Thursday, August 06, 2015

Lucky to have known them

Our runners this week have not been successful, so far.  There have been two of them, and neither has cut any ice. So it's down to the third, Roy at Brighton tomorrow, to right the balance.  Hymn For The Dudes (pictured in this paragraph before the race) didn't run as well on the much faster ground at Nottingham on Monday as he had done on a wet track at Newmarket 10 days previously; and Senator Matt (pictured before the race withg Saleem Golam in the second and third paragraphs) struggled at Salisbury the next day.  With Hymn For The Dudes that was, I hope, only a temporary setback, but with Senator Matt we've now tried him at a variety of distances in his five races and he's struggled every time, so I think that we possibly have to conclude that, while there are several equestrian disciples at which he has the potential to excel, racing might not be one of them.  It's in nobody's interests to try to force a square peg into a round hole.

So that leaves us with Roy at Brighton tomorrow.  He's drawn an odd number, which is a worry as that means that he won't be loaded late, and he has a different jockey, John Egan being obliged to be elsewhere.  But we have a talented replacement (Martin Harley) and I hope that all will run smoothly.  It's no stronger a race than the ones he won there earlier in the year, but the difference is that previously he was down towards the bottom of the weights, while tomorrow he carries top weight, which clearly makes things harder.  But I'm sure that he'll try his best, so we'll just have to see where that leaves us.

On a sadder subject, Newmarket has lost two of its best people in the last week.  More obviously, Lord John Fitzgerald's death has been reported in the Racing Post.  Lord John started training when his mentor Bruce Hobbs retired in the mid '80s; and he did very well, training out of Bruce Hobbs' overflow yard Albert House just up from the Clock Tower, with Charlie McBride, who had been working for Bruce Hobbs and who is now both my neighbour and my friend, his head lad.

Lord John had the Flying Childers winner Sizzling Melody early in his career, and I remember him doing well with some German horses (called Amerigo ..., eg Vespucci) too.  There was no doubt that he was a good trainer and an honest one too; but he was a gentleman in every sense of the word, and I guess that he possibly lacked the ruthlessness to make it to the top in a cut-throat profession, because elbowing others of the way so that the Great God Me could get to the front of the queue just wasn't his style at all.  But he remained one of the nicest and most respected men in the game, and the racing world is truly the poorer for his loss.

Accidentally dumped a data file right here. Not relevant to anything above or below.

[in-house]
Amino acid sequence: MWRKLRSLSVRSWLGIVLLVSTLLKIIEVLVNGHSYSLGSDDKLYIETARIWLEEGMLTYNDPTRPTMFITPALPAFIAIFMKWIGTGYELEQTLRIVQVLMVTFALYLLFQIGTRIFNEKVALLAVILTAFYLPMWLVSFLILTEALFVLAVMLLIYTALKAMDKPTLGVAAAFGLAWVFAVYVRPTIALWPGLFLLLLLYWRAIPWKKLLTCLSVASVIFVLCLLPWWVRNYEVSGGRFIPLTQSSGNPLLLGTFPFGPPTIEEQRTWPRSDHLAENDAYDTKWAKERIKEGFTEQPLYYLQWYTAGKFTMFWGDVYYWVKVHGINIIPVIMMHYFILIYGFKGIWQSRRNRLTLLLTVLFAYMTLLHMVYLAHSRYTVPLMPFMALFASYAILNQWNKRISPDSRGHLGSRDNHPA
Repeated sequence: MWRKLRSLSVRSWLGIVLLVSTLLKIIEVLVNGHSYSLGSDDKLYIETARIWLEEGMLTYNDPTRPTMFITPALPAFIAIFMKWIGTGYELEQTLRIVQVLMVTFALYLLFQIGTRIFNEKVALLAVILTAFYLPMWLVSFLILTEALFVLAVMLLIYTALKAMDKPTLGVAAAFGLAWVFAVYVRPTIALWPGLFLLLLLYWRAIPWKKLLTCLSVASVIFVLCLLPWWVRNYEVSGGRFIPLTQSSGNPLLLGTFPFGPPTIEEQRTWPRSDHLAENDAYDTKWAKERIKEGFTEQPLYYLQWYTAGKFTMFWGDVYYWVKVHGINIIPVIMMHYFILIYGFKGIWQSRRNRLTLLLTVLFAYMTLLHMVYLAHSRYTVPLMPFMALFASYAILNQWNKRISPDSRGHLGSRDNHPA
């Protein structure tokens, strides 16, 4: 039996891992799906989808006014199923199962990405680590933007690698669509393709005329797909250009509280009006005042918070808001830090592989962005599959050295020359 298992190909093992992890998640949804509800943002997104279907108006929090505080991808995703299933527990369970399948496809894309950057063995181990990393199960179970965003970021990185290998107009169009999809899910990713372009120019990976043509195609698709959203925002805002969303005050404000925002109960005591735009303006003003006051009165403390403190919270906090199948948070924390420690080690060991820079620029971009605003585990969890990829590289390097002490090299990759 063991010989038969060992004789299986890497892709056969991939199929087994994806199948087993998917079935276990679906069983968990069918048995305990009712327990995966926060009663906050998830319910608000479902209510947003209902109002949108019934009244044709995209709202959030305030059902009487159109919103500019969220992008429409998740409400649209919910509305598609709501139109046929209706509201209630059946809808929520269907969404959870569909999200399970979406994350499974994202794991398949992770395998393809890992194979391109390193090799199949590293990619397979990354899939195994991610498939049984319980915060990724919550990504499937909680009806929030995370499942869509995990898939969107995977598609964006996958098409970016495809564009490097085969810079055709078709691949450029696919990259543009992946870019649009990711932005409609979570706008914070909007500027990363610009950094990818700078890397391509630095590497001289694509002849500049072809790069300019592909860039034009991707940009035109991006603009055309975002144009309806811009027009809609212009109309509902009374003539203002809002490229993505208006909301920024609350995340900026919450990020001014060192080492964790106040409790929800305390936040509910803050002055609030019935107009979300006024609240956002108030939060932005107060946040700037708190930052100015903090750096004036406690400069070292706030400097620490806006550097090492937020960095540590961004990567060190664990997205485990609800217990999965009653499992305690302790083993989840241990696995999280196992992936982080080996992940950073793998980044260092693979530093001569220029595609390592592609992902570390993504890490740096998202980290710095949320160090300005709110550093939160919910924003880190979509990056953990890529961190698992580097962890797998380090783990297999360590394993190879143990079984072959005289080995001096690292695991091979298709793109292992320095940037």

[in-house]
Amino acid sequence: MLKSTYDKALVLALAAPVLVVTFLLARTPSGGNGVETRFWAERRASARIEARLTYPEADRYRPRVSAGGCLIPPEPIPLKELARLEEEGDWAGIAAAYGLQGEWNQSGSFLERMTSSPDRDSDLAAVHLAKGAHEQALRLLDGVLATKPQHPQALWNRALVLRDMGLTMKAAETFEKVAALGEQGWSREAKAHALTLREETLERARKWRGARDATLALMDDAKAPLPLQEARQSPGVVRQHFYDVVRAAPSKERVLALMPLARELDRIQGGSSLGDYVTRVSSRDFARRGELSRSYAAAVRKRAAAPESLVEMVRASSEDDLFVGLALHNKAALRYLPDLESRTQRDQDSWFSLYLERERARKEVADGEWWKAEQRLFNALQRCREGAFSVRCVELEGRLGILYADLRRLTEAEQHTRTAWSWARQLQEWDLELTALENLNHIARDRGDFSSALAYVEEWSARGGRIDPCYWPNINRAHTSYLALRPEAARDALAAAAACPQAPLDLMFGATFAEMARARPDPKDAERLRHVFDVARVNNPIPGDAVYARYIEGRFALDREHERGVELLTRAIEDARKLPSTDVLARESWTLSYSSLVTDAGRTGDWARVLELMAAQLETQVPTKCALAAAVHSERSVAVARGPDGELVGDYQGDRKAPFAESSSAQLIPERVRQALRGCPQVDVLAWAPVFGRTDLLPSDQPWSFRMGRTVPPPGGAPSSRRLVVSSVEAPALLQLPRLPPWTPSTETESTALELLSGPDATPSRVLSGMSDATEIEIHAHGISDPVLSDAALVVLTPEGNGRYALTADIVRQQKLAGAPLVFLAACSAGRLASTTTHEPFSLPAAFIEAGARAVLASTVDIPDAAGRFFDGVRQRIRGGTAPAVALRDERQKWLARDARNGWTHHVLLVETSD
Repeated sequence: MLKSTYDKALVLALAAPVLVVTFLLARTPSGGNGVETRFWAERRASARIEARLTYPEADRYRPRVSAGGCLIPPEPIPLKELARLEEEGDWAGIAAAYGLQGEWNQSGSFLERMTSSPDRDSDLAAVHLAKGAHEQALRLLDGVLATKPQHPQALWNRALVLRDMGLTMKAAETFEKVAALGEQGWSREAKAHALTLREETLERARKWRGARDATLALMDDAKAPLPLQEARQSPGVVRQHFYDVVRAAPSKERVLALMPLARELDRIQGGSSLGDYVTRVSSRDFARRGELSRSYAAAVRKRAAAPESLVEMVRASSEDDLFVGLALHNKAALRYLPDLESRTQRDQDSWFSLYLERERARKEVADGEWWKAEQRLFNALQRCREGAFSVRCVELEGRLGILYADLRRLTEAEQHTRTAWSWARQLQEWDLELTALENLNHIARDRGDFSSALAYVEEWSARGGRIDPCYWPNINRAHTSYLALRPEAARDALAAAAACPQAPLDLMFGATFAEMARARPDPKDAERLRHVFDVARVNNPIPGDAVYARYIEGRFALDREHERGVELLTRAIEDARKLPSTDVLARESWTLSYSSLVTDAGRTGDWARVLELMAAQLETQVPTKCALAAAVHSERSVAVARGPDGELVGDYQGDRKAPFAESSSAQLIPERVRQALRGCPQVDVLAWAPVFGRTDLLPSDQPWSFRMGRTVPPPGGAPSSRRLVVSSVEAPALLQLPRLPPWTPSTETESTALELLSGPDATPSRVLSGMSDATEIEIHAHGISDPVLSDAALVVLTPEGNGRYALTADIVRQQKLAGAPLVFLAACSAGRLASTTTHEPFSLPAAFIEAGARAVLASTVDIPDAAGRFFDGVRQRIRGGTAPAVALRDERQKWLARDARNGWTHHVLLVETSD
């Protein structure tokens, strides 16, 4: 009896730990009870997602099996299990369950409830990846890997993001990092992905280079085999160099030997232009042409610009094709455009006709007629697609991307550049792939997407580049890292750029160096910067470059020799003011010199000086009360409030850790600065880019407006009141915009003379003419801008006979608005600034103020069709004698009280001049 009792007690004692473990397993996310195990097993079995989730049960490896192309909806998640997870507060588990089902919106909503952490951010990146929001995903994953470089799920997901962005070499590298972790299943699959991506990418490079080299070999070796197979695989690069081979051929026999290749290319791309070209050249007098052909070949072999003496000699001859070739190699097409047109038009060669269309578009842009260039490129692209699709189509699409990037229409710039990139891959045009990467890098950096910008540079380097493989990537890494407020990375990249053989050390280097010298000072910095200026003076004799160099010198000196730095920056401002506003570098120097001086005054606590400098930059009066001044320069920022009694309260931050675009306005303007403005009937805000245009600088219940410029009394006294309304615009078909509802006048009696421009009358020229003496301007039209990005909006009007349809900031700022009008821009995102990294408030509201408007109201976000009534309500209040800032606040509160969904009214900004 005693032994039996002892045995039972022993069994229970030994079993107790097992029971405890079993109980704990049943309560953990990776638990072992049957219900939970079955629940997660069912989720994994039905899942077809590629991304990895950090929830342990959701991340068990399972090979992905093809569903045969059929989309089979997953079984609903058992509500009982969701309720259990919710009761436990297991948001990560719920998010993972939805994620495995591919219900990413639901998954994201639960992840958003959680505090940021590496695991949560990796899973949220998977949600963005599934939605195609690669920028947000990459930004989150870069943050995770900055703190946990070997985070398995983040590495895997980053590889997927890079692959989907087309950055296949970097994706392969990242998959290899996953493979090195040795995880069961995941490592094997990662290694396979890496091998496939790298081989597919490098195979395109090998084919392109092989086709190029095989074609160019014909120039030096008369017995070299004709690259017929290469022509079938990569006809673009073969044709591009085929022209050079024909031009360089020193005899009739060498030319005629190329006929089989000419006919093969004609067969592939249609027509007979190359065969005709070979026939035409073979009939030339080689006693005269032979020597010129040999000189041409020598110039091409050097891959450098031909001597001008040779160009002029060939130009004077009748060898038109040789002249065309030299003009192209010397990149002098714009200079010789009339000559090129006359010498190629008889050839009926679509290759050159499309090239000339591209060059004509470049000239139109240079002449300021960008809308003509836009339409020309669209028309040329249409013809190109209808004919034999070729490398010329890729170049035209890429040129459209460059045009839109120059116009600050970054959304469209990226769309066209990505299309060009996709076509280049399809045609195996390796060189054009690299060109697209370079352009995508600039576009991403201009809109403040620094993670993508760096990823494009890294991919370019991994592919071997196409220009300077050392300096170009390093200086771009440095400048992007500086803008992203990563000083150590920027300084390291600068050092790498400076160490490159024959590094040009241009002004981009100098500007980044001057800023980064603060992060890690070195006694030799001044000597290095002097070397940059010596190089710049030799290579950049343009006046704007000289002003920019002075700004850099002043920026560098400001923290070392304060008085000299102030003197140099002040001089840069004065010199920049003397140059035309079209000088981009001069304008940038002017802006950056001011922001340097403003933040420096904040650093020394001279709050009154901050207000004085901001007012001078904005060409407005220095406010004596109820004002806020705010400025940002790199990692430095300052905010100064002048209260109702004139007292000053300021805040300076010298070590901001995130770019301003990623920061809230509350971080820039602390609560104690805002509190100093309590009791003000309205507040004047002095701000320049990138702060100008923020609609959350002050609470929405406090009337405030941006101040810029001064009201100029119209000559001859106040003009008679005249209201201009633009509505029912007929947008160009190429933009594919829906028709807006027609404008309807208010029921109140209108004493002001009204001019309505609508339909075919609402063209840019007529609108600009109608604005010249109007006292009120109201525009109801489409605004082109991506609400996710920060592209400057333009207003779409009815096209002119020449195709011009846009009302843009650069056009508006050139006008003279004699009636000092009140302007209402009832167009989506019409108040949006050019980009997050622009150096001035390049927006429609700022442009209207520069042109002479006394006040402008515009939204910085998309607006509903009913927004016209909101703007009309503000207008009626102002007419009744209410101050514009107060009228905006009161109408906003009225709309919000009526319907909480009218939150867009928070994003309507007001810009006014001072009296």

Similar comments apply to Bryan Stevens, who worked for many years for Geoff Wragg, most recently as his travelling head lad.  I think that Bryan retired when Geoff retired, but he's still been around the town: I only saw him a week or two before he died, walking into town alongside the Rowley Drive horsewalk one morning. I don't know the circumstances behind Bryan's death, but he certainly did not look like a man close to death; and that day it was, as always, a pleasure to exchange a greeting with one of life's nicest people.  If Bryan had been a horse, he would have earned the Timeform comment "tough, genuine and consistent", and he'd have gone through life with his ears forward.

I recall bumping into Geoff Wragg in the bank one afternoon around the time that he was retiring.  As we waited to be called to the counter, Geoff, negotiations with the bank clearly on his mind, wryly observed that, "the worst part of retiring is the redundancy: most of my lads have been with me for years and years, so the redundancy bill his huge"; but then he added, "Joking aside, though, they are worth every penny - I've been lucky to have them".  And I, too, have been lucky to have known Bryan, and to have called him a friend; and he leaves us the better for having known him, but the worse for having had to say 'Adieu'.

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